Skip to main content

Who’ll Stop The Rain (Pollution)?

A new computer model gives regulators accurate information on how proposed development projects will affect the level of nutrient pollution found in stormwater.

Rain is a good thing for our lakes, rivers and streams – it replenishes them. Duh. However, rain can also be really bad news for our lakes, rivers and streams – it can carry lots of pollutants into them. Luckily for all the naiads out there, researchers have come up with a new model to help minimize the amount of pollutants that stormwater carries into our waters.

Whenever it rains, the water (called stormwater, regardless of whether it comes from a storm) runs across lawns, parking lots, roofs, sidewalks and other surfaces on its way to the gutter – which then whisks it away to a stormwater system and ultimately deposits it into a nearby body of water. Along the way, the stormwater picks up lots of stuff, including the nutrients nitrogen and phosphorus. Nutrients are okay in modest doses, but if a water body gets too much it can lead to significant water quality problems, such as hypoxic “dead zones.”

As you can imagine, every time developers put up a new shopping mall, golf course or, well, anything, it can have impact the amount and type of pollutants that are being picked up by stormwater and deposited in local water bodies. Understanding the potential impacts is important for government officials that regulate construction projects, since they are tasked with making sure that such projects do not seriously harm our lakes, ponds, streams, rivers, etc. But getting a good idea of what these impacts will look like is a complex business, and existing methods for estimating  those impacts are not particularly accurate.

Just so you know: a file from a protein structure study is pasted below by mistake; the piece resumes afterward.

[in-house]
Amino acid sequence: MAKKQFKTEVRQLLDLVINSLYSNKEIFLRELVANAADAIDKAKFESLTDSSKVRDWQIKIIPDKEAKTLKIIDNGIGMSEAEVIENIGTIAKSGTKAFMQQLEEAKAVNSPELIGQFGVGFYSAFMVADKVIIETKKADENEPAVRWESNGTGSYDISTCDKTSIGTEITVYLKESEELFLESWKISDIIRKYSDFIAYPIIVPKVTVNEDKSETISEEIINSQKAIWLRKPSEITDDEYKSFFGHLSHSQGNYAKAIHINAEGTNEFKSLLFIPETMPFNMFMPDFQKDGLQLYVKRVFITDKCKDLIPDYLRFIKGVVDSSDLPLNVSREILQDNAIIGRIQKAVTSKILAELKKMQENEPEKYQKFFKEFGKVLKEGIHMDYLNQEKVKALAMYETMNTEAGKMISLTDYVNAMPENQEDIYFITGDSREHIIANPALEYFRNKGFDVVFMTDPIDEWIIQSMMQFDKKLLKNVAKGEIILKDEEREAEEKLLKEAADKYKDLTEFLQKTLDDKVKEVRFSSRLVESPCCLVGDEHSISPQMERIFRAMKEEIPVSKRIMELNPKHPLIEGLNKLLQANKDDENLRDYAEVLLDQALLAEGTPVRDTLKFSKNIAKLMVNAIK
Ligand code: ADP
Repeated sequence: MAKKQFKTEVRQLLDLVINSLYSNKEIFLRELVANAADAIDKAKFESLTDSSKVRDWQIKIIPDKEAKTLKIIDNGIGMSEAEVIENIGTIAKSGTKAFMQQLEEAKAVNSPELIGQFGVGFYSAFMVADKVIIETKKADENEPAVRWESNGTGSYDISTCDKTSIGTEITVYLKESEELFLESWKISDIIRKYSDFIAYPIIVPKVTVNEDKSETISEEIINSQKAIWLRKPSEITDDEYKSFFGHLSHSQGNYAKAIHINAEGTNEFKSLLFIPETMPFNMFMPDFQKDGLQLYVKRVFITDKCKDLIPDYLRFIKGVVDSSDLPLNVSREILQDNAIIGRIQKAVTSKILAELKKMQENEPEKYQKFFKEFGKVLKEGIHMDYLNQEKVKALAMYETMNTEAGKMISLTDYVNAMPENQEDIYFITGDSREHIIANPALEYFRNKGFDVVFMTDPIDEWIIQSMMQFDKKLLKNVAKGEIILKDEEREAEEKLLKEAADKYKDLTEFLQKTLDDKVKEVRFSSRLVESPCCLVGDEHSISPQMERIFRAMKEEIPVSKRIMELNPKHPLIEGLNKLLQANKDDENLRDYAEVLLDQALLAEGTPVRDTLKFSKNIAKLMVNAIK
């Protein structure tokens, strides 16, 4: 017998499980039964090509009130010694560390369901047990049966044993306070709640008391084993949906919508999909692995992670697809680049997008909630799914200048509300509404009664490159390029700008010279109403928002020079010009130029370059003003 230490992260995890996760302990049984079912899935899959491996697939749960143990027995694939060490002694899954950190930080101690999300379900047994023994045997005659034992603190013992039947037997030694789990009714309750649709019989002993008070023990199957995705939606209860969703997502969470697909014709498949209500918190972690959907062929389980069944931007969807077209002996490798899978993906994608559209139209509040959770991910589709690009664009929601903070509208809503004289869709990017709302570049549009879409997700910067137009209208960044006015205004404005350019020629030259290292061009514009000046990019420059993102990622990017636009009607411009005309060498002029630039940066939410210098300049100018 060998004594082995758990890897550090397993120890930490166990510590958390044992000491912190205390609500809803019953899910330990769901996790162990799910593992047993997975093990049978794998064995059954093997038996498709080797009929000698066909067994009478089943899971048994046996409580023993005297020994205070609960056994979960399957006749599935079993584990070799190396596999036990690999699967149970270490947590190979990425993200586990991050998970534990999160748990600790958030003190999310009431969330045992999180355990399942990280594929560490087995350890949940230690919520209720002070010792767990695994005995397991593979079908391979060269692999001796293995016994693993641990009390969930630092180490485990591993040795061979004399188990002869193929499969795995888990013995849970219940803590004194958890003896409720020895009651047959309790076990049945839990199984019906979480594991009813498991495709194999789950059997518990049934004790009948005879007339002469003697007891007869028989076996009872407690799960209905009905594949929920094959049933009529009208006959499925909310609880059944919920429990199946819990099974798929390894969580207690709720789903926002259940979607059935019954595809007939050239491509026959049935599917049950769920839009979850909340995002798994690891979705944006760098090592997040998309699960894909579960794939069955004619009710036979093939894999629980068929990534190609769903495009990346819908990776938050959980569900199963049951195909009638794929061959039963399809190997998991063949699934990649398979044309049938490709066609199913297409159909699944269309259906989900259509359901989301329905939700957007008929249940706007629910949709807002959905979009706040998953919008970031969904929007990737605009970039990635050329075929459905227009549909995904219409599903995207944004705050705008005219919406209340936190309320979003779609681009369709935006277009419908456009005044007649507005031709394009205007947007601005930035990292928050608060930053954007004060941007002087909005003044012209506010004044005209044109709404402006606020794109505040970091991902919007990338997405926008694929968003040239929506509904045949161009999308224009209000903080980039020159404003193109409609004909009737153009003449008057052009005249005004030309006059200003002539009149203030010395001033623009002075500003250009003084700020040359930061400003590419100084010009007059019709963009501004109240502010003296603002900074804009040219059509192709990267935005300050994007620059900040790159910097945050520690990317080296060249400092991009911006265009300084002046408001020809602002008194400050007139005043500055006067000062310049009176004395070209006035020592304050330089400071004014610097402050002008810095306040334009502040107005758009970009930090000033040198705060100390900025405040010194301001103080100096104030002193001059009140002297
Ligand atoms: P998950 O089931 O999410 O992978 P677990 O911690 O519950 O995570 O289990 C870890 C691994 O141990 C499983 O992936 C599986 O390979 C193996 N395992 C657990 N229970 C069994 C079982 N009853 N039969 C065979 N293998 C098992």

Now stormwater researchers from NC State University and the North Carolina Department of Environment and Natural Resources have developed a new model that will give regulators accurate information on how any proposed development projects will affect the level of nutrient pollution found in stormwater. That means government officials and developers can take steps to minimize nutrient runoff from these sites.

The new model incorporates regionally-specific data, which is one reason it will be more accurate. But the model could also be modified for use anywhere in the country – as long as scientists in other regions can plug in their own regionally-specific data. Hopefully the model can help protect our waters from undue stormwater pollution, because eventually a hard rain’s gonna fall.

Leave a Response

Your email address will not be published. All fields are required.